In the city that never sleeps, at 1:30 a.m. on September 11, 2009, U.S. Immigration and Customs Enforcement Supervisory Detention and Deportation Officer (SDDO) Thomas "Tommy" Kilbride is wide awake as he briefs the fugitive task force members gathered at the U.S. Marshals Manhattan headquarters. ICE is one of the hundreds of federal, state and local agencies in the U.S. Marshals Fugitive Task Force given the unique authority to track fugitives across all borders and around the world.
SDDO Kilbride prepares the team for their latest manhunt beginning with, "How yous doing?" revealing his Brooklyn roots. Kilbride lays out the setting, the stage and the roles each task force member will play in a stakeout to catch a Dominican national with a criminal history, including illegal reentry into the United States where he now works at a trendy upper Manhattan nightclub.
Two task force officers will linger in the park as if they're homeless, two will enter a nightclub as partygoers, two will keep a look out at the subway and others will be conducting surveillance, watching and waiting outside the nightclub.
At 4:27 a.m. an unexpected brawl breaks out in front of the nightclub. The task force members quietly talk about breaking up the melee. Yet, just a minute or even a second of ill timing or misjudgment can foil an entire operation. SDDO Kilbride's instincts and experience as a 19-year veteran of ICE/U.S. Immigration and Naturalization Service (INS), a retired U.S. Marine and a former Customs and Border Patrol agent give him the intuitive sense to order the task force to stand down. The patience pays off. The ruckus ends and Martes, surrounded by eight cohorts, exits the nightclub. That's when the task force moves in.
By 4:30 a.m., the task force has 36-year-old Jorge Martes leaning against a vehicle and handcuffed. Besides being an illegal alien residing in the U.S., Martes was wanted on firearms and drug charges, as well as assaulting a police officer. His serious and violent offenses warrant him a top three billing in ICE's priority list of fugitives to target and arrest. The first two priority fugitives, according to ICE, are those who pose a threat to national security or a threat to the community.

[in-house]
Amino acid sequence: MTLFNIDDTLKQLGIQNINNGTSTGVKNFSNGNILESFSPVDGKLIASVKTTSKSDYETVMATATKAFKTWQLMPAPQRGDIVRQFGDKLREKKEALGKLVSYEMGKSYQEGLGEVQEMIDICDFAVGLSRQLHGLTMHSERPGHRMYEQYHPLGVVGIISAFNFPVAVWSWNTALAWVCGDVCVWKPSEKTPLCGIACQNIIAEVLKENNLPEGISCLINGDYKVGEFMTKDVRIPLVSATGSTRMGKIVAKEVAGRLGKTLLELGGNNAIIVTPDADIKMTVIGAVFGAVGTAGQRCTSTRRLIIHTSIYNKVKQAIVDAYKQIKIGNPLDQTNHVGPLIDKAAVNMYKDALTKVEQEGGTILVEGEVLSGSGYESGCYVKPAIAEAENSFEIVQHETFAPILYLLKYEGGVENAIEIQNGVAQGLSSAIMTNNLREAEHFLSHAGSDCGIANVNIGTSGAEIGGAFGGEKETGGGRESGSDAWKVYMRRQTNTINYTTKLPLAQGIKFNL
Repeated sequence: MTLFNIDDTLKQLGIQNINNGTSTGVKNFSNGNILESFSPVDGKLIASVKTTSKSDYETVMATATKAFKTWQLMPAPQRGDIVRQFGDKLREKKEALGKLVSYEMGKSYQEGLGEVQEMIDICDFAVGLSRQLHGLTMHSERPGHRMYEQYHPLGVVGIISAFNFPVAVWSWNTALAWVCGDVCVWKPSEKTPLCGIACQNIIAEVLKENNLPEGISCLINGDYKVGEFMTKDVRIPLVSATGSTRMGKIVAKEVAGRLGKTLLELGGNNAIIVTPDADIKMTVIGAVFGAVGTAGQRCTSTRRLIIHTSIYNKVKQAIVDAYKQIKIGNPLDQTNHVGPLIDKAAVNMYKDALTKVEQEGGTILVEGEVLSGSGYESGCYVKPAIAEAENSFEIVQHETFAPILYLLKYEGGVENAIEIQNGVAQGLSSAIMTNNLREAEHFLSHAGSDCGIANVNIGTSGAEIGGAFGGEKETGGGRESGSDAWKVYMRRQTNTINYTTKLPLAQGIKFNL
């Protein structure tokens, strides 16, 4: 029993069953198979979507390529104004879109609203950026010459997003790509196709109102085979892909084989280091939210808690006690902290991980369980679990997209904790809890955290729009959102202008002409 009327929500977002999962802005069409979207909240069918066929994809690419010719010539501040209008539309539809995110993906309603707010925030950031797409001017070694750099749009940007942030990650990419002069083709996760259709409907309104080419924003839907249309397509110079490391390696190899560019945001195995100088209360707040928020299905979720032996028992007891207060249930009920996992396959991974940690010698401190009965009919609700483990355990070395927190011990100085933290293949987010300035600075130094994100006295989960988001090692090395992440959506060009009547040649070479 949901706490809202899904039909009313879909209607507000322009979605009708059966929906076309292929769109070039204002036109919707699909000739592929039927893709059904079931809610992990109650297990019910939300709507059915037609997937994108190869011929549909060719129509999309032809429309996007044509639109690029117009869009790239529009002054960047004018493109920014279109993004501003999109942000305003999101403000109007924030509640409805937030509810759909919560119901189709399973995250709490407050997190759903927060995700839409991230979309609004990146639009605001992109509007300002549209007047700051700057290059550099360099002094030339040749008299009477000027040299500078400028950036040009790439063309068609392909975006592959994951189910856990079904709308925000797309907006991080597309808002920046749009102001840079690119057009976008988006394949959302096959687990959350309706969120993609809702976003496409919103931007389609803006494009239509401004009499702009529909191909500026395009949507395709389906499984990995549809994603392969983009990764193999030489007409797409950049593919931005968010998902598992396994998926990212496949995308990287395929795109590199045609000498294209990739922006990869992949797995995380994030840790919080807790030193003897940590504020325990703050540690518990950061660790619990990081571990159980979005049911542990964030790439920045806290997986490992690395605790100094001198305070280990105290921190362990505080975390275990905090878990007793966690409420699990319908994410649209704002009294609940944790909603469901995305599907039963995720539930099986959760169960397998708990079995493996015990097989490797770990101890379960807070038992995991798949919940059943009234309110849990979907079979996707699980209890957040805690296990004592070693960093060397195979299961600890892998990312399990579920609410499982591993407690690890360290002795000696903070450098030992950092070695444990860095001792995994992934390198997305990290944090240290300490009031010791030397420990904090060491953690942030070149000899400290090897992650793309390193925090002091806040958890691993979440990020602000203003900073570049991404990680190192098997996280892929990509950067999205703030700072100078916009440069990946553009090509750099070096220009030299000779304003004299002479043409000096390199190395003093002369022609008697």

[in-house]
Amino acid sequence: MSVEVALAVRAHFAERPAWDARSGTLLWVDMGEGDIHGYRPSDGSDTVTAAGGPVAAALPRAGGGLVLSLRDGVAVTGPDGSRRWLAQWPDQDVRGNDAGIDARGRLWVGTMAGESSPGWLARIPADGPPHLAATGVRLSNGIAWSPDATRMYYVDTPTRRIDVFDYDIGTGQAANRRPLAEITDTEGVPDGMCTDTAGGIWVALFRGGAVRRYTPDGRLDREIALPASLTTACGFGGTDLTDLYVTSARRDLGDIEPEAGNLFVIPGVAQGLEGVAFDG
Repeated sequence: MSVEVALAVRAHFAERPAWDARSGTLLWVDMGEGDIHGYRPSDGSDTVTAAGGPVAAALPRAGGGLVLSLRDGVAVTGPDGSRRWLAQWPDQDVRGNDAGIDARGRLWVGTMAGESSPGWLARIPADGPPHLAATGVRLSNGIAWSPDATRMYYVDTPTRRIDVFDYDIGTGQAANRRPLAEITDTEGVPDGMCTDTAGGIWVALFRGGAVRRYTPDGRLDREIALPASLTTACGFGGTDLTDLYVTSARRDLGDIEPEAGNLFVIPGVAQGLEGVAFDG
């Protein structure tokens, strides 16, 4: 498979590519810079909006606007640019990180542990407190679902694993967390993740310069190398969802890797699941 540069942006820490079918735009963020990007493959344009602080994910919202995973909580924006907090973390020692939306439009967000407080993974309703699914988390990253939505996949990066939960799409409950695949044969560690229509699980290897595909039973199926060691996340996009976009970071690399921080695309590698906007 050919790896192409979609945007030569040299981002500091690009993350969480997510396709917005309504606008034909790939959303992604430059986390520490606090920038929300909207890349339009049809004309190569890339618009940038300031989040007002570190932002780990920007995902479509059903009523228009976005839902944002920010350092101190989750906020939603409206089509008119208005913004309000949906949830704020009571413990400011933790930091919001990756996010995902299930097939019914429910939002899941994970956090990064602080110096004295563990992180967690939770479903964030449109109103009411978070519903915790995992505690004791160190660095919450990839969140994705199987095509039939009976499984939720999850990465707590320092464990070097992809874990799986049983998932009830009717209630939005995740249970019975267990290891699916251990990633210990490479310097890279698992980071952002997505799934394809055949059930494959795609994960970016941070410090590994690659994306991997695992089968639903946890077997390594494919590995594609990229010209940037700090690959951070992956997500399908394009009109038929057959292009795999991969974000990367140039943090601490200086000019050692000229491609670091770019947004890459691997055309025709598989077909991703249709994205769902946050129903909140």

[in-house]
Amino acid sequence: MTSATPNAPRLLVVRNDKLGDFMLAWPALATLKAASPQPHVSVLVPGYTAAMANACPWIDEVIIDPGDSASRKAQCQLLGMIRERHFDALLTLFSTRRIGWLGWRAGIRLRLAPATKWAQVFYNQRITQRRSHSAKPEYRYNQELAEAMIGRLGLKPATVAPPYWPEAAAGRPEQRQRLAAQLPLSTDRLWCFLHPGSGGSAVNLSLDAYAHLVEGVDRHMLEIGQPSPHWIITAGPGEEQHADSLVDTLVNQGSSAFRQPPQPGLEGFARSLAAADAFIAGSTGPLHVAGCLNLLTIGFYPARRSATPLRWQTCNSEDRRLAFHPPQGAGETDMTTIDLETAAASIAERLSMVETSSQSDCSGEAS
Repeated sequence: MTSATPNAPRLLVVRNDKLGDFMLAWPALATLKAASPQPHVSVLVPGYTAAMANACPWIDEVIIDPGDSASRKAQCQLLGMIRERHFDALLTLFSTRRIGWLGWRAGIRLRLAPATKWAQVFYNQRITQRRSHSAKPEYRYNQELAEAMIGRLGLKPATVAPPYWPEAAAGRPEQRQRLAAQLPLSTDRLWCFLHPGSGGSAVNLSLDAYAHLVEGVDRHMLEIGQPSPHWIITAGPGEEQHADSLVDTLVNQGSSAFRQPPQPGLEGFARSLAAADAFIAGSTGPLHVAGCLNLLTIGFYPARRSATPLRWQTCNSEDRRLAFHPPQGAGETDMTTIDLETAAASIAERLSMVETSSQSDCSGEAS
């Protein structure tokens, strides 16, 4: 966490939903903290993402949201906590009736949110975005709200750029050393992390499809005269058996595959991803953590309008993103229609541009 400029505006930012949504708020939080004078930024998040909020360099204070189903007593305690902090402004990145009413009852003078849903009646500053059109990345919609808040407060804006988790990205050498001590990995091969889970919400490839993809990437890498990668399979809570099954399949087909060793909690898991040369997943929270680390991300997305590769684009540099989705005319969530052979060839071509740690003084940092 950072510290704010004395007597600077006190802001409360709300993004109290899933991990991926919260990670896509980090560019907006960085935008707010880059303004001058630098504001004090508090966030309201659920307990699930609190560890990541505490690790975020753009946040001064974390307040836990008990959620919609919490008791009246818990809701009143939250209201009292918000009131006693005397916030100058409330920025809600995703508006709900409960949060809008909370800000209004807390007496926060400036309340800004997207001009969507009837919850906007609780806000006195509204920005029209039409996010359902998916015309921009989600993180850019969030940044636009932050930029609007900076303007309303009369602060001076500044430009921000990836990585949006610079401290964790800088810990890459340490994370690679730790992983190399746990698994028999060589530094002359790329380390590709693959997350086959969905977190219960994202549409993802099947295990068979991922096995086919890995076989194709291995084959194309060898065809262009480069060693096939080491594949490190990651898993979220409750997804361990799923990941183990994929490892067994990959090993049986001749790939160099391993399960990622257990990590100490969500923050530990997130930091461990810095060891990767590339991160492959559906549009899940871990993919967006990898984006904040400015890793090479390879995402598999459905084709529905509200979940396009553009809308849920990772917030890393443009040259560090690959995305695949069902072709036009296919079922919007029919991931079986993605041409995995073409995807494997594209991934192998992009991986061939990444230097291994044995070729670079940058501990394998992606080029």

This entire law enforcement operation will be aired on the A&E network in "Manhunters: Fugitive Task Force," a reality show, in a series of episodes that begins Jan. 14. A film crew captures on film the federal New York/New Jersey Regional Fugitive Task Force in action as they hunt and apprehend dangerous fugitives. "Manhunters" shows the public that "our focus is on the most egregious felons who threaten society," said SDDO Kilbride.
The relationship between the U.S. Marshals' Fugitive Task Force in New York City and ICE's legacy agency, INS, dates back to 1996. Together they have arrested thousands of New York's most violent egregious fugitives.
"If you are a criminal alien, get deported and illegally return to New York City, look out," says SDDO Kilbride, "ICE and the U.S. Marshals Task Force will find you, arrest you, prosecute you, put you in prison and then deport you again from the U.S."
The National Fugitive Operations Program (NFOP) of ICE's Office of Enforcement and Removal Operations is the clearing-house for fugitive cases and refers leads to ICE Fugitive Operations Teams in the field. These specially trained investigative teams are dedicated to locating and apprehending fugitives for removal from the United States, with a particular focus on targeting those who have been convicted of crimes and pose the greatest threat to public safety. For more information regarding ICE's fugitive operations, visit the NFOP page.